used in the AHA Model. Note that `BASE_STRINGS` in the list must
go before `BASE_CSV_IO` because `BASE_CSV_IO` depends on
procedures from `BASE_STRINGS`.
- **HEDTOOLSDIR** defines the path to the HEDTOOLS source code.
- **IEEEPATH** defines the path to the IEEE non-intrinsic math modules
(part of HEDTOOLS).
- **WINRM** defines the command that is used to delete files and
directories on the Windows platform. The native file delete command on
the Windows platform is `del` or `erase`. However, if Cygwin is used,
this native file removal command may not call with a "command not found"
error. In such a case, use the Unix `rm` tool provided by Cygwin.
.
The source code of the [Makefile](http://ahamodel.uib.no/doxydoc/Makefile.html)
contains many other parameters and is well documented throughout.
# Modern Fortran features #
The AHA Model is implemented in the modern Fortran **F2003** and partially
**F2008** standards. Because not all widespread compilers support the full
set of these language standards, the model code uses only those that are
supported by the following minimum compiler versions:
- GNU gfortran 4.8
- Intel Fortran 17
Modern Fortran fully supports object oriented programming with polymorphic
objects and rich set of array functions which are also usable in the object
oriented code.
This document provides a very brief overview of the main features of modern
Fortran that are widely used in the AHA Model code.
## Object oriented programming and type-bound procedures ##
Stated simply, the object-oriented programming paradigm is based on the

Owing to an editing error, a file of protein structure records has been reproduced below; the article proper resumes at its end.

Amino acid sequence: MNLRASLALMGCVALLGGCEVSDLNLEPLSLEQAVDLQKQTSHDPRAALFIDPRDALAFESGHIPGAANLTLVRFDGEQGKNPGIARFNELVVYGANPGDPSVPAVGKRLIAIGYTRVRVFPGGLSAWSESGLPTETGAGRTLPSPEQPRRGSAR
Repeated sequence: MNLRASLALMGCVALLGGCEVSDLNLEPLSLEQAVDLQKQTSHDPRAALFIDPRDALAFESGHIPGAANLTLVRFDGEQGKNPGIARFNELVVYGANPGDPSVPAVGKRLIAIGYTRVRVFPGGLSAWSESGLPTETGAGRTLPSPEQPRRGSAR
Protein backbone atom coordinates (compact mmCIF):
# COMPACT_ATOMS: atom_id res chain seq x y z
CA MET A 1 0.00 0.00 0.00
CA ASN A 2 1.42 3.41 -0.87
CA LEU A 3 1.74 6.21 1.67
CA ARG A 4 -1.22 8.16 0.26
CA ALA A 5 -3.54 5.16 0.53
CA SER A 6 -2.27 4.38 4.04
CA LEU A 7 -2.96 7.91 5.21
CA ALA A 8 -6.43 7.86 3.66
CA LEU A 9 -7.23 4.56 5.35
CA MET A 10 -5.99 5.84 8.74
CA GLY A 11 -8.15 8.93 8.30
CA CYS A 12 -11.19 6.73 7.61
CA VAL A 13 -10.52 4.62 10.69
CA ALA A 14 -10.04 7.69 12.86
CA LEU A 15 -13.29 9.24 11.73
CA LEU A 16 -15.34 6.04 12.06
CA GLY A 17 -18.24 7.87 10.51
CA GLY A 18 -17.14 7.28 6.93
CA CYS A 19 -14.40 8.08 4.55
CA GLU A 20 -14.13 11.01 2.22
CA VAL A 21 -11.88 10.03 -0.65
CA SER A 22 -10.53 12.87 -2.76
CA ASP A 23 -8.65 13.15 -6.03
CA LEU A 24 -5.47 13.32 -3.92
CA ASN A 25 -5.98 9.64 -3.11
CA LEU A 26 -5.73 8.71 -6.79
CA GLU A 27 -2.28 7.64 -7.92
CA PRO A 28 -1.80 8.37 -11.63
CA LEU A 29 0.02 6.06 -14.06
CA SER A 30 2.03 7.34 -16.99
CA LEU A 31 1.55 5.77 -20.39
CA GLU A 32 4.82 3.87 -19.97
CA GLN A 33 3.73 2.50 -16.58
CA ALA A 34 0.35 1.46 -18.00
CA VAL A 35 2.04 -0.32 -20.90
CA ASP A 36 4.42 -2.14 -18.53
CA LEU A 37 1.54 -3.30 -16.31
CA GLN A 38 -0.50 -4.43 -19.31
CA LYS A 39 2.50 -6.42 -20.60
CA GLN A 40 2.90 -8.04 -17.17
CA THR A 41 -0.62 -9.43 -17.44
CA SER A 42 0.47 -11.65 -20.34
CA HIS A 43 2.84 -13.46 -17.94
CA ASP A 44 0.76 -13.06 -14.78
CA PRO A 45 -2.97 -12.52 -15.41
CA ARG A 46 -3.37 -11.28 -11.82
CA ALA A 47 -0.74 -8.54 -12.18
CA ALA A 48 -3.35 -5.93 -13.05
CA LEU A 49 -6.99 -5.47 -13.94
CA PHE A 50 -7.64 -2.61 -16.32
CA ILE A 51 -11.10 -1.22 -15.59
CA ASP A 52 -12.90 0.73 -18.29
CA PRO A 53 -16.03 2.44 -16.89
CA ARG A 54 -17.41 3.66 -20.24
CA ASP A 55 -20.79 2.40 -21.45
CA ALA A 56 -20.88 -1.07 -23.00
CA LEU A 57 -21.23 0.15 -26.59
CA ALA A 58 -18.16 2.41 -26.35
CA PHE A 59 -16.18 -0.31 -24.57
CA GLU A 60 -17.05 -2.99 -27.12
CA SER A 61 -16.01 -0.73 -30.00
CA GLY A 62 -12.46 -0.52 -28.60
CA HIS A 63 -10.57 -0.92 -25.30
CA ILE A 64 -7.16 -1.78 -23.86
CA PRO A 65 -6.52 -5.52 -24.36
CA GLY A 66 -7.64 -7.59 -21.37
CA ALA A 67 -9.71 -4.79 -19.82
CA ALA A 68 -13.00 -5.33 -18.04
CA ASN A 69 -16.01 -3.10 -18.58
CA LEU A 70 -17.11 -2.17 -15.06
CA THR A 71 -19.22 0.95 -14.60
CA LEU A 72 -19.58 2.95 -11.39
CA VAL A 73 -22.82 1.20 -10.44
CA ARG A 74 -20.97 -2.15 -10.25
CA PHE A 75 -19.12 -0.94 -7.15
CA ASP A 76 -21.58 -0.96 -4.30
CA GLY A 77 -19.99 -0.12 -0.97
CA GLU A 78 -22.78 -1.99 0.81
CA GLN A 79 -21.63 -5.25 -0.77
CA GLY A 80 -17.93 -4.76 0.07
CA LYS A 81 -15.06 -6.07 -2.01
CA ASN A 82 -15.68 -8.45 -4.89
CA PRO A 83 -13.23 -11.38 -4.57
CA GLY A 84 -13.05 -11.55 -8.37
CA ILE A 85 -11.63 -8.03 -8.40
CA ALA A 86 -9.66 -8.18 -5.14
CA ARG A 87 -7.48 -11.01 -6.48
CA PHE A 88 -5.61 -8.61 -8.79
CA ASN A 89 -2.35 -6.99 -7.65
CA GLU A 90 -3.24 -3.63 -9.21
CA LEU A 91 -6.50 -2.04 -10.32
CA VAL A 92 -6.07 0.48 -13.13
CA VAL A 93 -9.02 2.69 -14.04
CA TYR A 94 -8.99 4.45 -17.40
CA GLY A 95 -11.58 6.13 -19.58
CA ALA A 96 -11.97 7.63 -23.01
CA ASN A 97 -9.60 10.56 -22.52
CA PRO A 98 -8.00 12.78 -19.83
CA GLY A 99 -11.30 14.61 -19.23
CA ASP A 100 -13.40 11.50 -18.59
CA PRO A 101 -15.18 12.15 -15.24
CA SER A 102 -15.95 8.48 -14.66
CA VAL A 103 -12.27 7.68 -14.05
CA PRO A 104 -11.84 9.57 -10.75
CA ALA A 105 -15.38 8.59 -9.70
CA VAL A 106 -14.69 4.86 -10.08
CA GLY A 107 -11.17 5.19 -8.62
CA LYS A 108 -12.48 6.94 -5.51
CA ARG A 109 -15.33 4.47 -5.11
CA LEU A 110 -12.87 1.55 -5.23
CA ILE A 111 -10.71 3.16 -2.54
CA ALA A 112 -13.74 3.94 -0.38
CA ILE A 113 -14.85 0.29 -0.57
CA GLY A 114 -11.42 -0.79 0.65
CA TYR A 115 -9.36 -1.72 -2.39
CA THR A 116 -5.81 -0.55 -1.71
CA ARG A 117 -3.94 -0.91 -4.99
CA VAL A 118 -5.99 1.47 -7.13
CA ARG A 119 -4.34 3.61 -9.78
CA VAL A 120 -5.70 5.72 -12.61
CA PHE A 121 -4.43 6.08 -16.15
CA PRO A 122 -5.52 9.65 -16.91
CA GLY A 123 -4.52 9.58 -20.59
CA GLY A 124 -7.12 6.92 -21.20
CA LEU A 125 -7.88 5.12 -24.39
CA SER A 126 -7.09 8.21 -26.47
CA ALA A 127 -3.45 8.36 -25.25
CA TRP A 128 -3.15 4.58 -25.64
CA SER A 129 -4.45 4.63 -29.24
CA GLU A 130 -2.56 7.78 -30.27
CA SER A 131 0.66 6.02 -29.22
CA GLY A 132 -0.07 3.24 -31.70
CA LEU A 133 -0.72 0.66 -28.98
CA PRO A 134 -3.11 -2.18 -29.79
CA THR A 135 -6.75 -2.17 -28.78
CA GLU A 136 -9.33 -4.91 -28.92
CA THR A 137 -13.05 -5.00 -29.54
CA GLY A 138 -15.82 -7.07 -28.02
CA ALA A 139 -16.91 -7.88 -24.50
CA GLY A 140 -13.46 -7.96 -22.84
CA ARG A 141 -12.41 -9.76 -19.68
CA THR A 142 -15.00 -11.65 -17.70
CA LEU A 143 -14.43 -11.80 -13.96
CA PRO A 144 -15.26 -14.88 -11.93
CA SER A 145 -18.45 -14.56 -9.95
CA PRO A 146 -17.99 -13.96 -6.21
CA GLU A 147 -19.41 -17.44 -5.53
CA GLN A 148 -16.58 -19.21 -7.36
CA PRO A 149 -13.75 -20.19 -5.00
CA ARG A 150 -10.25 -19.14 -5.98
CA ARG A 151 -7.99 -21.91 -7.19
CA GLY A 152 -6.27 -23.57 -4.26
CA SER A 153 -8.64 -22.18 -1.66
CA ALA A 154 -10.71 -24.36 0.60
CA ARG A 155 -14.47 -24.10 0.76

notion of **object.** Here object is an entity that integrates **data**
and **procedures** that are implemented to manipulate these data. In the
simplest case, data can be considered as the "properties"" or "attributes"
that describe the object. Procedures that are linked with the object, on the
other hand, provide other derived attributes of the object or describe what
the object can "do".
Different objects can be arranged in various ways (e.g. form more complex
objects like arrays). For instance a population of agents (another object)
can be simply formed by arranging individual agents (other objects) into an
array. Various agents can also interact with each other.
For example, a single "agent" object is an entity having such attributes as
sex, spatial position, body mass, body length etc. It can also have such
boolean attributes as "is alive" (true or false). For any such object,
one can calculate instantaneous risk of predation and other transient derived
properties. Also, the agent can interact with objects of various other kinds.
For example, an agent can change its spatial position (its position attribute
is changed), approach a food item and "eat" it (basically, absorb the mass
attribute of the item, the item is destroyed thereafter). Agent can also do
many other things, e.g. "die". The functions that are linked to the object
are usually called **methods.**
When an instance of the object is created, it is initialised in a function
(e.g. `init`) that is often called the **constructor**. Another procedure is
sometimes implemented to destroy and deallocate the object, it is the
**destructor**.
Object-oriented code in modern Fortran is based on what is called
**type-bound procedures**.
Briefly, a derived type is declared using the `type` keyword; it can contain
several intrinsic and other derived types. Thus, a **data structure** is
implemented.
type, public :: SPATIAL_POINT
real(SRP) :: x, y, depth
character(len=LABEL_LENGTH) :: label
....
end type SPATIAL_POINT
Any **instances** of the object can be declared using `type` keyword.
type(SPATIAL_POINT) :: some_point, another_point
A procedure can then be declared that operates specifically on this type. The
first parameter `this` refers to the object that the procedure operates on.
The base object `this` is declared as `class` in the procedure, which allows
to accept any **extension** of the `this` object as the first parameter. This
is called "polymorphic objects."
Note that the other parameters (non `this`) can be declared as `class` or as
`type`. In the former case, the procedure could accept any extensions (the
procedure is then **polymorphic**) of the object, while in the latter, only